James 5:16 says, “Confess your sins to each other.” But in the early years of my marriage, I couldn’t imagine a worse idea. When I sinned I didn’t want anyone to know, especially not my husband!
Then I attended a conference where we confessed our sins before each session up to three times a day. We were squeaky clean by the week’s end. I’d never experienced the incredible freedom of guilt-free living before and I didn’t want to go back to my old ways.
I left the conference grounds high in the Santa Cruz Mountains feeling reluctant to return to my former state of hiding from God. I was afraid that my mountaintop experience would gradually fade. I shared my feelings with a young couple riding in my back seat. I was giving them a ride to the airport, but they gave me so much more. As I drove, they told how they confessed their sins each night with each other and their children. Their words lit a light in my heart, and after I dropped them off, I rushed home to share the idea with my husband.
He agreed to give it a try. Since that faithful day, more than 12 years ago, we have made a time of family confession part of our nightly bedtime routine. This practice has drawn us closer to each other and to God and given us a way of dealing with the inevitable conflicts and sin in our lives in a wholesome, healing way.
Let me share what we do. My husband starts by asking God, “Show me the sin in my life, in thought, word, or deed, by omission or commission.” Sins of omission are the ones we commit when we don’t do something we should do. Sins of commission are the sins we commit when we do something we shouldn’t. After Sam prays, my husband waits for the sweet conviction of the Holy Spirit. While he listens to the Lord, the rest of us intercede silently on his behalf. He confesses any sin that God shows him by saying, “Lord, I confess that as sin, I repent of it, and I ask you to forgive me.” If he needs to ask me or one of the children to forgive him, he asks, then continues.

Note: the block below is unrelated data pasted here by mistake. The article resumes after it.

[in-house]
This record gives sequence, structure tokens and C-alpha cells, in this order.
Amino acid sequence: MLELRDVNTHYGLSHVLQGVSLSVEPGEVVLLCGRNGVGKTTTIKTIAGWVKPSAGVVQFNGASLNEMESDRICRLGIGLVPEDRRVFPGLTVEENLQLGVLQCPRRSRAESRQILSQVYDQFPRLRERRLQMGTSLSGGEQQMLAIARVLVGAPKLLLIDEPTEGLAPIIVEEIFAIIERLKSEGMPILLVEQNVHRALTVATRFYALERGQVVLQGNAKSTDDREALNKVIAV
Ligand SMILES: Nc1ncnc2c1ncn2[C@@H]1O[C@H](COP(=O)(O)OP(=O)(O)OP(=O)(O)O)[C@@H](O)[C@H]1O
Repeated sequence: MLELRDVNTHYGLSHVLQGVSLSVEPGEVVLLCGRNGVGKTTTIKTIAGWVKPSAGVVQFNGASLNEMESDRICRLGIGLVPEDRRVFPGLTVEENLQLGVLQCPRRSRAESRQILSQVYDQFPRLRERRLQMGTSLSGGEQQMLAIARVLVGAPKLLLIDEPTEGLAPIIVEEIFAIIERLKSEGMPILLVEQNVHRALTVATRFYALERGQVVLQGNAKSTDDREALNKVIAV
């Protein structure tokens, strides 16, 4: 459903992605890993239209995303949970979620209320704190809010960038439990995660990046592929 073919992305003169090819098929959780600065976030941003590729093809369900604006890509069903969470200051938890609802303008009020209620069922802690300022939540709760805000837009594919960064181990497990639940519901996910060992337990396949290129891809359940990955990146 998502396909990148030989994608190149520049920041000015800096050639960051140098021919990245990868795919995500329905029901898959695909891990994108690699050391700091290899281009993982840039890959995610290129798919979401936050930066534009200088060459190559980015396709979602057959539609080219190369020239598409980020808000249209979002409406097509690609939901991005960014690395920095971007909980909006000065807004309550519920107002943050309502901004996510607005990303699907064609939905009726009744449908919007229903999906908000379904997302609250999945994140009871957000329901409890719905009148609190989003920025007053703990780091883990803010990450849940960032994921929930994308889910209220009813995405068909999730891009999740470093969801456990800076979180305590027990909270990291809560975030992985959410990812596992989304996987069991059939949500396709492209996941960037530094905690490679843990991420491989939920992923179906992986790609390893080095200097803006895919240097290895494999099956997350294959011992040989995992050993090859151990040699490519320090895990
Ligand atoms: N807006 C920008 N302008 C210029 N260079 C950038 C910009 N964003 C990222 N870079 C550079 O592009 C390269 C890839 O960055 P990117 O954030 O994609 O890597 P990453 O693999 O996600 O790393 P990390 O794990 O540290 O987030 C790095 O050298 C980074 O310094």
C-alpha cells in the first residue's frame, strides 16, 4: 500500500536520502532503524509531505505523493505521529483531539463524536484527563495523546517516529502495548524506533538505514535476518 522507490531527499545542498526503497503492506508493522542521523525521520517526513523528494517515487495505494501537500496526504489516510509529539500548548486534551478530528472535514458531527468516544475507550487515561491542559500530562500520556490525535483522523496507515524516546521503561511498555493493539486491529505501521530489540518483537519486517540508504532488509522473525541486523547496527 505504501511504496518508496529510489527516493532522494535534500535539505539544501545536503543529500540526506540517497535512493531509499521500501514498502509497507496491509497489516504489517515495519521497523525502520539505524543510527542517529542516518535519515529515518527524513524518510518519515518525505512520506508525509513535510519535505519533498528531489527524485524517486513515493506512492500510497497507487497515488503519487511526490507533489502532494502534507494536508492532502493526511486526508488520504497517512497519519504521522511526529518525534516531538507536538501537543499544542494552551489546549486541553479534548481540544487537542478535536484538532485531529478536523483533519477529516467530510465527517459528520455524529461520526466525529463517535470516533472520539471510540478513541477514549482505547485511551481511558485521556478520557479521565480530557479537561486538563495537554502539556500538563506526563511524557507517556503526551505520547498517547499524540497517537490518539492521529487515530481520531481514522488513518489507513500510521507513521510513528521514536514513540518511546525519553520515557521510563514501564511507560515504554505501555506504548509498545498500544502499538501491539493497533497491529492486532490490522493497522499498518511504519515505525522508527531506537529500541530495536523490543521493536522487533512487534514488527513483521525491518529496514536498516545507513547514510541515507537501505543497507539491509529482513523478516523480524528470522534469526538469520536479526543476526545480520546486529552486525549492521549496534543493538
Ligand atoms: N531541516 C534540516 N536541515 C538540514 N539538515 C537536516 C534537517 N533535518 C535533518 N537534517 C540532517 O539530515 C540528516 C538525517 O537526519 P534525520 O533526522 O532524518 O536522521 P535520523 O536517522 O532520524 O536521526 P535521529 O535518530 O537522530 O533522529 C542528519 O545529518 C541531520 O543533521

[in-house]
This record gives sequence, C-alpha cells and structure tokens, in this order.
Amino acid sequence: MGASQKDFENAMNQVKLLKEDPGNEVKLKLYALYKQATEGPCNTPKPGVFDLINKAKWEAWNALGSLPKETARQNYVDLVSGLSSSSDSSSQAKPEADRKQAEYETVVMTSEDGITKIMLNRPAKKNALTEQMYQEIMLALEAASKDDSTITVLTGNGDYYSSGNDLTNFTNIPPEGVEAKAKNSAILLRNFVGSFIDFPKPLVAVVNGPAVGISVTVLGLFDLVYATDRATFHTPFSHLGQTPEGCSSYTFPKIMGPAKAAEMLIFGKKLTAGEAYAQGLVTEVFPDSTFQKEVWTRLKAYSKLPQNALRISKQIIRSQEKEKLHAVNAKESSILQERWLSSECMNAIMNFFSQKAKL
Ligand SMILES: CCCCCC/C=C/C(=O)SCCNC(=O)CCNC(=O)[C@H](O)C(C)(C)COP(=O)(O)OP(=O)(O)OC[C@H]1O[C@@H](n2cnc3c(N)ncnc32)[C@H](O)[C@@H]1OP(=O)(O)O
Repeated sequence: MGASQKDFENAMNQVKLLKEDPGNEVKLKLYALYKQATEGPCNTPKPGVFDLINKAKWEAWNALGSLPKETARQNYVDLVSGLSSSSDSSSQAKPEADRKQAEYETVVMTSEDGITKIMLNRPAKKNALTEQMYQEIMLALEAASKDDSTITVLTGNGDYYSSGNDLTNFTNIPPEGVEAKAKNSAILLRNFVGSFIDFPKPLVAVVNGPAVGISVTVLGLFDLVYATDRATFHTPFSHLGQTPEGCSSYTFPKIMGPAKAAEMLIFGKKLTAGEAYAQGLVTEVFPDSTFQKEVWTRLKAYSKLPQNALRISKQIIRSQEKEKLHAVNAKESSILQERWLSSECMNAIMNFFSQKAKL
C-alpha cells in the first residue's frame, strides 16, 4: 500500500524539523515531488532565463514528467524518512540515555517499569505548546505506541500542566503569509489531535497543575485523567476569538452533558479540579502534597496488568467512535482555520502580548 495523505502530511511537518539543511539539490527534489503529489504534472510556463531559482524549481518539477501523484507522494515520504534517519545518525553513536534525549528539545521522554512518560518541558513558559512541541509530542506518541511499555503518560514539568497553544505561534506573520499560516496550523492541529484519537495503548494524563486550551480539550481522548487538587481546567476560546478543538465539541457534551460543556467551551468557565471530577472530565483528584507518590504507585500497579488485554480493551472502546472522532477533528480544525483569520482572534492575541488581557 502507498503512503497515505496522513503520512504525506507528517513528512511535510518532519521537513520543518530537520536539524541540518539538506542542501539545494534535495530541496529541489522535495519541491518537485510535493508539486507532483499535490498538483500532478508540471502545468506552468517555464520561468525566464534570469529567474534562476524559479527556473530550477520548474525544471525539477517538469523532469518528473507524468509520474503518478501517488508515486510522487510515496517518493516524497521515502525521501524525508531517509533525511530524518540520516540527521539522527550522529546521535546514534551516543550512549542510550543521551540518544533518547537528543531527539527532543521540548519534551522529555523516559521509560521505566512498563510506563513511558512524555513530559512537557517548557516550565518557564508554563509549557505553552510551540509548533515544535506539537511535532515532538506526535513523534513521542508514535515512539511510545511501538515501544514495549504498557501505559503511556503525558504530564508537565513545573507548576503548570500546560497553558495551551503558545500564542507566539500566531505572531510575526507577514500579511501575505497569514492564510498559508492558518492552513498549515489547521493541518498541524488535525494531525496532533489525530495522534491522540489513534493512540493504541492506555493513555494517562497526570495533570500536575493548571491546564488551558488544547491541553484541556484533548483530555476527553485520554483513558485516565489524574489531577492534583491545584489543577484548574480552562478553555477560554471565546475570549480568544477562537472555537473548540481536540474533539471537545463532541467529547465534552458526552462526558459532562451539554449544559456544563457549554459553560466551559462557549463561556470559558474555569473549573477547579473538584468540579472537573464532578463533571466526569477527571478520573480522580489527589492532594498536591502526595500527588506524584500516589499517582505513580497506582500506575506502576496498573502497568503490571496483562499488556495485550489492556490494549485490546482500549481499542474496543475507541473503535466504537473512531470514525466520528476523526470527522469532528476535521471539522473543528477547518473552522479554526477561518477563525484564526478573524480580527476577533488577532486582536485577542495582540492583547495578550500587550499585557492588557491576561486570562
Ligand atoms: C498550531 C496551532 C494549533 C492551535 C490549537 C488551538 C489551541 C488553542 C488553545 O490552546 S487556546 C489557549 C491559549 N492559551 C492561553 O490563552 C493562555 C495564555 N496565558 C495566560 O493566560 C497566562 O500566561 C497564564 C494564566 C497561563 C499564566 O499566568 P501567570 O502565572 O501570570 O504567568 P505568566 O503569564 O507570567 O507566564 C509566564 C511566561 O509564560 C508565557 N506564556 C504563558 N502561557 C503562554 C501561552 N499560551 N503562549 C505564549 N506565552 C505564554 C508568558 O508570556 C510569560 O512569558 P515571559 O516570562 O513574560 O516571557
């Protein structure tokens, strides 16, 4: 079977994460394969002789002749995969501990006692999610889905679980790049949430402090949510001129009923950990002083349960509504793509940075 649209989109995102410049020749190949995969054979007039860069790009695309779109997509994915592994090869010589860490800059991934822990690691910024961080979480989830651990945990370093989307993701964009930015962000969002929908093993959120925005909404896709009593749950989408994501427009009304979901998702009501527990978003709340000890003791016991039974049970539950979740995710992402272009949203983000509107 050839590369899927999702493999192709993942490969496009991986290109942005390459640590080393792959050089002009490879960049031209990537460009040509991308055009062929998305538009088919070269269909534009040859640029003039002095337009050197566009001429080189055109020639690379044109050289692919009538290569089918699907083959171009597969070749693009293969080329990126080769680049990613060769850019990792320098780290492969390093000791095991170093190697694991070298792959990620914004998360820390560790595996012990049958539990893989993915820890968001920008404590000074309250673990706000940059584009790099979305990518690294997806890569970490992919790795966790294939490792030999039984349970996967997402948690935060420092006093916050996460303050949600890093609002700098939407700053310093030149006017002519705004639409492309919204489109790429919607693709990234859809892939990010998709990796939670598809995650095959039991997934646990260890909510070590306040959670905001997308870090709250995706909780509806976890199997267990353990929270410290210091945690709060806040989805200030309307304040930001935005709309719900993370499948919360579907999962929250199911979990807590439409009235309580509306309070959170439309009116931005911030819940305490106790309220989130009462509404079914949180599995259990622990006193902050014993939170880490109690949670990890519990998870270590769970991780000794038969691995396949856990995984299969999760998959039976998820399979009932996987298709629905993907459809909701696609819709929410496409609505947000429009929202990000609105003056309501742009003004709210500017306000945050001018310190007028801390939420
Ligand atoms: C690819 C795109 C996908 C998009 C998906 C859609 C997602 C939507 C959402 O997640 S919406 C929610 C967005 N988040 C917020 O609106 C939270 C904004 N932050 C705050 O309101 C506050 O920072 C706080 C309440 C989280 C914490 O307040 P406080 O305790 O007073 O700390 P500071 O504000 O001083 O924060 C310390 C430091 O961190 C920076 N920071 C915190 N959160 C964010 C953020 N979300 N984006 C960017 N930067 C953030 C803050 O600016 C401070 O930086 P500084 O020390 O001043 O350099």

When he is finished, I say, “Sam, the Lord has heard your confession and takes your sin as far as the east is from the west and remembers it no more” (Psalm 103:12). Or I’ll say, “God has promised in His Word, if we confess our sins He is faithful and just to forgive us and cleanse us. He has done that for you now” (I John 1:9).
Then it is my turn. I follow the same format and receive the assurance of forgiveness from my oldest daughter, Anna, and so on down the line. When our youngest, Sarah, was four, she used a drastically simplified format. “Jesus, show me if I did anything wrong today,” she prayed. Then “Sorry, Mommy, sorry, Jesus,” frequently followed by, “Sorry, Sammy, for hitting you.”
Sound easy? It is and the benefits are wonderful, though we have discovered a few potential pitfalls! Let us help you avoid them.
First, don’t be alarmed if God convicts you of something you didn’t know you were doing. Persist in confessing that sin, even when you are tempted to run and hide. When we first started confessing sins as a family, the Lord told me I was blaming my husband for everything that went wrong over and over again. This was a complete surprise to me, though looking back; I wonder how I could have been so blind! Even worse, the Lord convicted me of this sin every night for at least six months!
At first, I argued with God. Gradually I began to see His point. Nightly, I had to ask God-and my husband to forgive me. I began to see that I was in the habit of blasting Sam every time life got difficult. Now I see that God was trying to change me, but at the time, I felt so ashamed of my behavior that I didn’t want to face it. It was easier to blame my husband than take a hard look at myself, confess my sinful behavior, and change. God used our time of confession to teach me to turn to Him when I feel ashamed instead of running and hiding.